A great article on common sense in parking planning was recently published by the Houston Chronicle, which contains many simple truths about balancing parking supply and demand and the retail requirements of a high street area.
In Houston, a partnership between a ‘downtown business booster’ and the top parking representative from the city, has begun to look at parking as an economic development tool, with a view to transforming parking from a cash register to a way of keeping cash registers ringing at shops, stadiums and restaurants – by making it easier to park.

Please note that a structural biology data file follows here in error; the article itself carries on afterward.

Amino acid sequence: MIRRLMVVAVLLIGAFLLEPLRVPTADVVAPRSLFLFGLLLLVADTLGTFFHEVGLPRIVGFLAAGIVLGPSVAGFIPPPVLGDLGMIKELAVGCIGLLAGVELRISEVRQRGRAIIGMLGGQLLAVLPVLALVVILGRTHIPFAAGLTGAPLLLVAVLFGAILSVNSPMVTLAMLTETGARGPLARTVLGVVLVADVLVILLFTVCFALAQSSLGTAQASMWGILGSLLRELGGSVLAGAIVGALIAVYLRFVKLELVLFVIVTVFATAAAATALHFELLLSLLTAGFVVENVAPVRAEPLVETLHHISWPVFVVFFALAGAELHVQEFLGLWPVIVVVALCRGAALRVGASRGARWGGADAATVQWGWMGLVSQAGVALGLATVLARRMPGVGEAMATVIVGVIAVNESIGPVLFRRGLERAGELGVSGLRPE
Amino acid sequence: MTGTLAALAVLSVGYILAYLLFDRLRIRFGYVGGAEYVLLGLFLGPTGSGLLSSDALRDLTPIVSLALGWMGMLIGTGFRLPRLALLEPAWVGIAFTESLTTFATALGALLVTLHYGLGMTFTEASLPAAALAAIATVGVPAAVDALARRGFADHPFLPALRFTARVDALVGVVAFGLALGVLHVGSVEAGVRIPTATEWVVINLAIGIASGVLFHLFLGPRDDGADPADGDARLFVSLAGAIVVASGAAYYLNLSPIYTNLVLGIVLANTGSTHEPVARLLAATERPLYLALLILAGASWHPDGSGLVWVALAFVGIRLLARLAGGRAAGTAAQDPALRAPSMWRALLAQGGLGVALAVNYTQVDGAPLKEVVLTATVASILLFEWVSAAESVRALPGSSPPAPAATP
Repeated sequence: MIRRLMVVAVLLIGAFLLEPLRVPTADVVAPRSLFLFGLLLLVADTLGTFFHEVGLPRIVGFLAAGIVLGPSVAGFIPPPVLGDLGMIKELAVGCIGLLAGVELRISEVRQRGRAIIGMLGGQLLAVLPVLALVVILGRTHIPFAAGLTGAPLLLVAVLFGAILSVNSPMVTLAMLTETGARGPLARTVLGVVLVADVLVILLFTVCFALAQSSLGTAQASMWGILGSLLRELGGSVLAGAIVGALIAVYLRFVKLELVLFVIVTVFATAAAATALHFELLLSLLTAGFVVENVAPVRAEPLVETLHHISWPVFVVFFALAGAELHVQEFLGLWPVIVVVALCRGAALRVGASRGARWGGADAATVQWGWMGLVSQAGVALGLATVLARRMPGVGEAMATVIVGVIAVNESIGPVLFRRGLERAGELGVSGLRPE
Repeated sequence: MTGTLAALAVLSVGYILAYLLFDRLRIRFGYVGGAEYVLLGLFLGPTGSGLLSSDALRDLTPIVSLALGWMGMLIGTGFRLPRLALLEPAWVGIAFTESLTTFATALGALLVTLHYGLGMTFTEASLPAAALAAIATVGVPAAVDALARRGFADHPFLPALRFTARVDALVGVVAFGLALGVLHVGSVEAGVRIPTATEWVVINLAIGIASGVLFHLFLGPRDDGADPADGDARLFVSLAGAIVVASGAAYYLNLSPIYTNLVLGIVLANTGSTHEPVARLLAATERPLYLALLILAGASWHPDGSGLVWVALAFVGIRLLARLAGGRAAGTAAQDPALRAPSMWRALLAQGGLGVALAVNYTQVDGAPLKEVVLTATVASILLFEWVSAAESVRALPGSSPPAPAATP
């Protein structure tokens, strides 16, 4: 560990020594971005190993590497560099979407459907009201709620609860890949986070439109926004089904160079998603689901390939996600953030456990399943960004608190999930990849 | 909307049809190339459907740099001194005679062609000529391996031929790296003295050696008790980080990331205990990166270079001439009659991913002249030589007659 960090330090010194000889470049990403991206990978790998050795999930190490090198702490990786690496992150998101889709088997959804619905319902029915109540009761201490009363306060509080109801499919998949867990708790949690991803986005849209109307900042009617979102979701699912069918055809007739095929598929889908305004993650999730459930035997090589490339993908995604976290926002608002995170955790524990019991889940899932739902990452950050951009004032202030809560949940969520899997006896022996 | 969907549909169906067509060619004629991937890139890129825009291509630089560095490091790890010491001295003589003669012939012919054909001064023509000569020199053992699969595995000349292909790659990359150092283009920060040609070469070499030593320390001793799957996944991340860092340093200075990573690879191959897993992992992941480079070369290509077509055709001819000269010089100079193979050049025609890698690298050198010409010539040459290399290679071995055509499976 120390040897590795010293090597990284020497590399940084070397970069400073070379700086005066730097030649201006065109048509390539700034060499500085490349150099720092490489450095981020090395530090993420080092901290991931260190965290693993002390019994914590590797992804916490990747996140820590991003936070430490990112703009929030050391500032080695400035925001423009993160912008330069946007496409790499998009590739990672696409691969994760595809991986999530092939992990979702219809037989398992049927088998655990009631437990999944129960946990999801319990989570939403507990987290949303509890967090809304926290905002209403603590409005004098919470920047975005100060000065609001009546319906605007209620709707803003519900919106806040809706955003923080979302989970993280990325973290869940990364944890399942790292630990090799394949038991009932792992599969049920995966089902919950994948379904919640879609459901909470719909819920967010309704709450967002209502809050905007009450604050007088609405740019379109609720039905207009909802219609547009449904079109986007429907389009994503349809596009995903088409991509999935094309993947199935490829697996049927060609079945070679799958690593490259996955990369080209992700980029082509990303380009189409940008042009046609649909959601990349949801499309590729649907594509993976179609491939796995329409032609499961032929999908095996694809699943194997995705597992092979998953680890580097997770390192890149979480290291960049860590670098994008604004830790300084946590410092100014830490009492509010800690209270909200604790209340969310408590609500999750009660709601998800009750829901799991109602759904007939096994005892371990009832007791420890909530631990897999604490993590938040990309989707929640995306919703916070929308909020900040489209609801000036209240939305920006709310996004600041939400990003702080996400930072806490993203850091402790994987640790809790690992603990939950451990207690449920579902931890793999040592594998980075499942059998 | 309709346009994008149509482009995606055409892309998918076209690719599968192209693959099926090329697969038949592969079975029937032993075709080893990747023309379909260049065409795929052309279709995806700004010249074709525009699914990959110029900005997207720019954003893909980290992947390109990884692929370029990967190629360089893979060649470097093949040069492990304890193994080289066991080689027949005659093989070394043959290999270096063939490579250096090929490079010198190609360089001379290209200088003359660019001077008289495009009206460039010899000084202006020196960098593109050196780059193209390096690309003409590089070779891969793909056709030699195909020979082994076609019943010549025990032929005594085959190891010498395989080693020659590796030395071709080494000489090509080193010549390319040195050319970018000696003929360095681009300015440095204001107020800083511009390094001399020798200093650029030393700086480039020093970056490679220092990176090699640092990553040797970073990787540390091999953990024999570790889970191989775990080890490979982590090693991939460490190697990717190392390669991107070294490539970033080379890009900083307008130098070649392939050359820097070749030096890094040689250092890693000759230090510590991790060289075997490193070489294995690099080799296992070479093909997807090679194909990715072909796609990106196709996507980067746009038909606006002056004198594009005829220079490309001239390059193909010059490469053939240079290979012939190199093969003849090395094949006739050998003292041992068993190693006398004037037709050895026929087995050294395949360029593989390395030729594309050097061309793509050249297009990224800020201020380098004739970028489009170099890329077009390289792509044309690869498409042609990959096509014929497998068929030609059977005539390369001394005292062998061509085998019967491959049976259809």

The basic premise being that if parking is no longer a hassle, suburbanites who make discretionary visits to the high street will do so more often. To do it right, it is necessary to perform a balancing act between consistent pricing, signage and on-street and off-street facilities.
Technology should be an enabler for a better parking experience, helping with directions, availabilities, locations and pricing of parking, partnering with private car park owners to offer a holistic service.
And whilst it all sounds like common sense, getting all the parts working together efficiently is the challenge that today’s parking planners face.